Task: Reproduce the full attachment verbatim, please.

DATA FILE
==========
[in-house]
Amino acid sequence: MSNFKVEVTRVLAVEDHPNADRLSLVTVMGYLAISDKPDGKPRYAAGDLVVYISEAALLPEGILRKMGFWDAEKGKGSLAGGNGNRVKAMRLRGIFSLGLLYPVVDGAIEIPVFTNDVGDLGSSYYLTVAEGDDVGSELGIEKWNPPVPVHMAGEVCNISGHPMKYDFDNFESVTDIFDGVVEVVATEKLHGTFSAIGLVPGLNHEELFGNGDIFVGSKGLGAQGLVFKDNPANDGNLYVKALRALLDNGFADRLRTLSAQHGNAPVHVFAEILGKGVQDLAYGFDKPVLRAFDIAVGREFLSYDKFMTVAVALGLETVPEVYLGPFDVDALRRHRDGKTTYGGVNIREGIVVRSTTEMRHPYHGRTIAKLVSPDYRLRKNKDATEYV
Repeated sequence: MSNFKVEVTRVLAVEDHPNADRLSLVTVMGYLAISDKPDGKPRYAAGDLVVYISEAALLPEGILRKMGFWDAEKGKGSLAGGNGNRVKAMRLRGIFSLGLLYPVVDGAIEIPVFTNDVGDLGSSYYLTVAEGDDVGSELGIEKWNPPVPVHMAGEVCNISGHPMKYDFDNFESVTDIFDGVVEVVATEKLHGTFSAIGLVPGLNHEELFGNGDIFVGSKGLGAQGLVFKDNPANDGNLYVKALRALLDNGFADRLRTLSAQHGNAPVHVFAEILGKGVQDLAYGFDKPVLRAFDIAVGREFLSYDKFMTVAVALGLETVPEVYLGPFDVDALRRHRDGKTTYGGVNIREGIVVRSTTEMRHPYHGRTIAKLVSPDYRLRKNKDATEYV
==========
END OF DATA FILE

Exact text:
[in-house]
Amino acid sequence: MSNFKVEVTRVLAVEDHPNADRLSLVTVMGYLAISDKPDGKPRYAAGDLVVYISEAALLPEGILRKMGFWDAEKGKGSLAGGNGNRVKAMRLRGIFSLGLLYPVVDGAIEIPVFTNDVGDLGSSYYLTVAEGDDVGSELGIEKWNPPVPVHMAGEVCNISGHPMKYDFDNFESVTDIFDGVVEVVATEKLHGTFSAIGLVPGLNHEELFGNGDIFVGSKGLGAQGLVFKDNPANDGNLYVKALRALLDNGFADRLRTLSAQHGNAPVHVFAEILGKGVQDLAYGFDKPVLRAFDIAVGREFLSYDKFMTVAVALGLETVPEVYLGPFDVDALRRHRDGKTTYGGVNIREGIVVRSTTEMRHPYHGRTIAKLVSPDYRLRKNKDATEYV
Repeated sequence: MSNFKVEVTRVLAVEDHPNADRLSLVTVMGYLAISDKPDGKPRYAAGDLVVYISEAALLPEGILRKMGFWDAEKGKGSLAGGNGNRVKAMRLRGIFSLGLLYPVVDGAIEIPVFTNDVGDLGSSYYLTVAEGDDVGSELGIEKWNPPVPVHMAGEVCNISGHPMKYDFDNFESVTDIFDGVVEVVATEKLHGTFSAIGLVPGLNHEELFGNGDIFVGSKGLGAQGLVFKDNPANDGNLYVKALRALLDNGFADRLRTLSAQHGNAPVHVFAEILGKGVQDLAYGFDKPVLRAFDIAVGREFLSYDKFMTVAVALGLETVPEVYLGPFDVDALRRHRDGKTTYGGVNIREGIVVRSTTEMRHPYHGRTIAKLVSPDYRLRKNKDATEYV